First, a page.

Somebody requested that I post the following article – and I agreed to do so. Being a man of my word, here it is:
5 Ways Affirmative Action has Lowered the Standards for Law Students
No matter what law school or education you decide on, affirmative action can be a major factor as to whether you get in or not. Affirmative action was first brought about in the 60’s to help give minority students a chance at entering the same schools as their white counterparts. However, today the laws surrounding it have astounding results as detailed in part by UCLA law professor Rick Sander (link). His study found several disturbing results which are listed below.
- Poorer grades – Although students of various races who are admitted to a law school based on the same criteria do the same, those given preferential treatment were found by the study to have lower grades in law school. According to the study, average black students were found to have first-year grades comparable to a white student at the 7th or 8th percentile.
- Lower bar exam pass rates – Every law student knows the bar can be an immensely difficult exam for any student. Only 45 percent of black law students in the study were able to pass the bar on their first attempt while Professor Sandler estimated that without affirmative action, the number would rise to 74 percent.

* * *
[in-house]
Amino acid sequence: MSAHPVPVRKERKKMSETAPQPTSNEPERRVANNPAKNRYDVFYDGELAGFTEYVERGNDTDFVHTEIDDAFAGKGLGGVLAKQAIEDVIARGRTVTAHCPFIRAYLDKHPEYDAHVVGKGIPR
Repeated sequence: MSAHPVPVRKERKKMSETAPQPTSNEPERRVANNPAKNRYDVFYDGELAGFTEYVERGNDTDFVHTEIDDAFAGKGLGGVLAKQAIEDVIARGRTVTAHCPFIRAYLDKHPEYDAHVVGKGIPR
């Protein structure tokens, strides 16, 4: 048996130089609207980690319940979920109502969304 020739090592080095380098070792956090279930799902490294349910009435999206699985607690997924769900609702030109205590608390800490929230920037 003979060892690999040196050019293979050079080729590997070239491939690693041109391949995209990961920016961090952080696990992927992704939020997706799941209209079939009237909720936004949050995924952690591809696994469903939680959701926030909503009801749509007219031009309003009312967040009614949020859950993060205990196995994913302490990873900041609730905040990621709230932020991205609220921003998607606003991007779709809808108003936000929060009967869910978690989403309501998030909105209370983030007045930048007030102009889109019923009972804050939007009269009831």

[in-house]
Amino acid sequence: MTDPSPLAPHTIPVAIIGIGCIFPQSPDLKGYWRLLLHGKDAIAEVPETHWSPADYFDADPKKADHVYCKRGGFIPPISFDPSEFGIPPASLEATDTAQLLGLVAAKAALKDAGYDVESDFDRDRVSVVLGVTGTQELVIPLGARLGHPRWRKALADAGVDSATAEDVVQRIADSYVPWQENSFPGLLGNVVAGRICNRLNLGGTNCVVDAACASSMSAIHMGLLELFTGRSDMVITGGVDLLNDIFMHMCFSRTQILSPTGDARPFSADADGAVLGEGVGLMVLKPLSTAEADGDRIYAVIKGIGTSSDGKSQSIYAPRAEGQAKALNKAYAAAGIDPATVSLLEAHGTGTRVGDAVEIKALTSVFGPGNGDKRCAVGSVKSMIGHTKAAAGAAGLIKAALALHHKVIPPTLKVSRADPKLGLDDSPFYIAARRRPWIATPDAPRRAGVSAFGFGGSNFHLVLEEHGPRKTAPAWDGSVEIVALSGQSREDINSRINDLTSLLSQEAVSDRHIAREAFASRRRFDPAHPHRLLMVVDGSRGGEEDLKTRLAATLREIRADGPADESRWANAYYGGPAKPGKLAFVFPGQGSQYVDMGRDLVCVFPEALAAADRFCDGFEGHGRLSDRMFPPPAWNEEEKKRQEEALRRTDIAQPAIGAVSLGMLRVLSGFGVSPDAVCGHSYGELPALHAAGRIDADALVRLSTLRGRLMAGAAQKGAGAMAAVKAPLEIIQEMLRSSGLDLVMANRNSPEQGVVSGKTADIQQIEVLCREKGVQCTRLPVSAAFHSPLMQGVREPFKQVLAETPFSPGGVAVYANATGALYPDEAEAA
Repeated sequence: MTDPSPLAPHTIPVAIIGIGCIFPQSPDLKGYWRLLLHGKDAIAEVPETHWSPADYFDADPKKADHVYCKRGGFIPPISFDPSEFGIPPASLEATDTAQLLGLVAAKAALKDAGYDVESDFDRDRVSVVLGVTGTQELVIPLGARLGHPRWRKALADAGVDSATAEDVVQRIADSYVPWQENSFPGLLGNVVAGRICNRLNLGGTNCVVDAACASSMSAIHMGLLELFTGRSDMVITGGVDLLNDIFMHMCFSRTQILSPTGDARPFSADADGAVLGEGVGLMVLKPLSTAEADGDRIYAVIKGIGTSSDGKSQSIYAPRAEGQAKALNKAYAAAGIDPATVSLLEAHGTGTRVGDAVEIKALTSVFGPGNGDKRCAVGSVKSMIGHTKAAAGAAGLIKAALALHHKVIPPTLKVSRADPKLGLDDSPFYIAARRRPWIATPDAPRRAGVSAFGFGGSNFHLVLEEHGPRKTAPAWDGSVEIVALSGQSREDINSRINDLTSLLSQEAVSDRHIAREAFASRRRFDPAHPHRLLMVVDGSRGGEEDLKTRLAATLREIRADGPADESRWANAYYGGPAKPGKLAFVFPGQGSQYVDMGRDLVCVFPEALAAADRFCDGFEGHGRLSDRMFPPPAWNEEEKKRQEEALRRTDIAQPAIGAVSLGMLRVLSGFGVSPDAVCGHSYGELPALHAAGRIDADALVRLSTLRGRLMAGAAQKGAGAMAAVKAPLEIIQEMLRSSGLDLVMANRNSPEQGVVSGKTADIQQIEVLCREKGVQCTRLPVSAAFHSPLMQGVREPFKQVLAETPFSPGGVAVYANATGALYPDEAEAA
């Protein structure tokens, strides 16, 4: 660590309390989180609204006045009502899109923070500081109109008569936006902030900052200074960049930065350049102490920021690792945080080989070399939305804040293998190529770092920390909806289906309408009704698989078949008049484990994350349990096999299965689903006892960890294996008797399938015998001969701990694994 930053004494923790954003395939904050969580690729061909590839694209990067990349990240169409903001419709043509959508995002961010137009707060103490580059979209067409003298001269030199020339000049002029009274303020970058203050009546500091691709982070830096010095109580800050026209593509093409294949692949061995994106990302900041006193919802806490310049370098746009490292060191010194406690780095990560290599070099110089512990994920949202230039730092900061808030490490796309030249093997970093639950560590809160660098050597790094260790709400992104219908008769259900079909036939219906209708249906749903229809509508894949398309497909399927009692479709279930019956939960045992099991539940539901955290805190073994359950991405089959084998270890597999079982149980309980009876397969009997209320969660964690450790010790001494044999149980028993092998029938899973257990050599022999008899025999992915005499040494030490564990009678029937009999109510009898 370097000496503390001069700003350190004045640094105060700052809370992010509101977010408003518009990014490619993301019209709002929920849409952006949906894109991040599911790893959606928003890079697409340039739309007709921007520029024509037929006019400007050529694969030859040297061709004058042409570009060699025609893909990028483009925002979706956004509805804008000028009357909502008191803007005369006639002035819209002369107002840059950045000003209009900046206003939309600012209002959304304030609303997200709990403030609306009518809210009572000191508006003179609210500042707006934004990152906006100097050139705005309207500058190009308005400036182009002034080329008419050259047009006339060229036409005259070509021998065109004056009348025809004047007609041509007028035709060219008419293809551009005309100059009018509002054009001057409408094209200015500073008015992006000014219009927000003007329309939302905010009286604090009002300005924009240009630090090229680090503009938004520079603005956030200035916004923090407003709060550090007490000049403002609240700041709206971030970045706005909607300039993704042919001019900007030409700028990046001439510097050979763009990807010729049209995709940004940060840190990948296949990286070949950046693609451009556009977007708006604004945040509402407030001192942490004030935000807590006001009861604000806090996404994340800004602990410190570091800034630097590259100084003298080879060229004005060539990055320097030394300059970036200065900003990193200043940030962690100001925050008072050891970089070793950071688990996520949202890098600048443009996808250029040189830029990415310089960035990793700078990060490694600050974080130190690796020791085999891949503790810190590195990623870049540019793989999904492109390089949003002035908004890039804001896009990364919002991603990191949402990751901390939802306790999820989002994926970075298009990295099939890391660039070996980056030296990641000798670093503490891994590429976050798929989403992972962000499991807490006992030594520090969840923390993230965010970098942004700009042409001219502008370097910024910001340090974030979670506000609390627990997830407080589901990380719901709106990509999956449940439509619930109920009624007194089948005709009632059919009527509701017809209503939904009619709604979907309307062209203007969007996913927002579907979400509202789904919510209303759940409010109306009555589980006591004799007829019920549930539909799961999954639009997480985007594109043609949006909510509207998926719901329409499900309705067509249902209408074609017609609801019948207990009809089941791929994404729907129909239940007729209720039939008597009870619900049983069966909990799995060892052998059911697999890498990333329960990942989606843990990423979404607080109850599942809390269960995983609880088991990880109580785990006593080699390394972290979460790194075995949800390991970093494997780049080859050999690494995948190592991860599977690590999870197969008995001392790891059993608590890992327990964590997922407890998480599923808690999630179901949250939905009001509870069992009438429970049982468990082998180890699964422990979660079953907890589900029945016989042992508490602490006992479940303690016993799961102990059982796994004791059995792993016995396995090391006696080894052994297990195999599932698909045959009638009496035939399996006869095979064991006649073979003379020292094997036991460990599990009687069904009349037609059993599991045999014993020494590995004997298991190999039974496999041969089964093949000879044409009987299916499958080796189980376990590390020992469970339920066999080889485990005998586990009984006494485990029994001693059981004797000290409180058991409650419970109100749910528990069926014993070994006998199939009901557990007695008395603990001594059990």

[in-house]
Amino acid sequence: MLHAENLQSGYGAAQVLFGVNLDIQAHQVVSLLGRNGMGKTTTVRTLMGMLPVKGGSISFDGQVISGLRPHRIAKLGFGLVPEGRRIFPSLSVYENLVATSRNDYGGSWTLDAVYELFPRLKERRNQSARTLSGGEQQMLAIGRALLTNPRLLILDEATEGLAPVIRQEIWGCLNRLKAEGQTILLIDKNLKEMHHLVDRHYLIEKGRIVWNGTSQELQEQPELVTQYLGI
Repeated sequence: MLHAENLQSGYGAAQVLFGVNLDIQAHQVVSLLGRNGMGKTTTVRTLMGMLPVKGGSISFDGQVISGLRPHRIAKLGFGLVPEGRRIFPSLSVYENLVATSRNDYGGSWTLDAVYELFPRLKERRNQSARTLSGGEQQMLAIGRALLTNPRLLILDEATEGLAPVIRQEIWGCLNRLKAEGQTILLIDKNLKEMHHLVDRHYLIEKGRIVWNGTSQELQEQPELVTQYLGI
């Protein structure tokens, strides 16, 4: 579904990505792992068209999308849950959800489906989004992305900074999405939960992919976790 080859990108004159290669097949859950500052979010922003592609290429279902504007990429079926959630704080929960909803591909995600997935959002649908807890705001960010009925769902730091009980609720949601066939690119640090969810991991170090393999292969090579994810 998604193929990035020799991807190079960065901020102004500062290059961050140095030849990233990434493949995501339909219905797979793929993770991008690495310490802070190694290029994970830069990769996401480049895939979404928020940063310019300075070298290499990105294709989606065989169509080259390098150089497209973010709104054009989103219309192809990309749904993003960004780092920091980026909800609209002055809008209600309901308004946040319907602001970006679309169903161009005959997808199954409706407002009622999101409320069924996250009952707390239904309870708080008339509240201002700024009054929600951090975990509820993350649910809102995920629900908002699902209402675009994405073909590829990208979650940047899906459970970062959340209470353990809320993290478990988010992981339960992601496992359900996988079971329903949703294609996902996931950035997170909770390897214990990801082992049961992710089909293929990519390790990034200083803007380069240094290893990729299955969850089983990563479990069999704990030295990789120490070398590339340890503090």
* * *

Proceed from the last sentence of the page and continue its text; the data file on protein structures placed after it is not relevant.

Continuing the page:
- Not many more black law students – Even with preferential treatment, the study estimates that 86 percent of blacks who apply for law school would have been admitted anyway, regardless of any affirmative action policies.
- Fewer lawyers – All this affirmative action may have good intentions, but it actually seems to be hurting the number of black law school students who go on to be lawyers. The total number of blacks who became lawyers dropped 7.9 percent, according to the study.
- Unseen effects – Although all of the above can be measured on some scale, there really is no way to measure the impact a law school student who was admitted mainly because of affirmative action will react to entering a school where their peers are more qualified.
Effects on these student’s learning, motivation, and goals can all be affected in all sorts of unseen ways.
Shelby Crockett has been a Paralegal for 9 years and owns the site How to Become a Paralegal. Her site helps students find the right paralegal school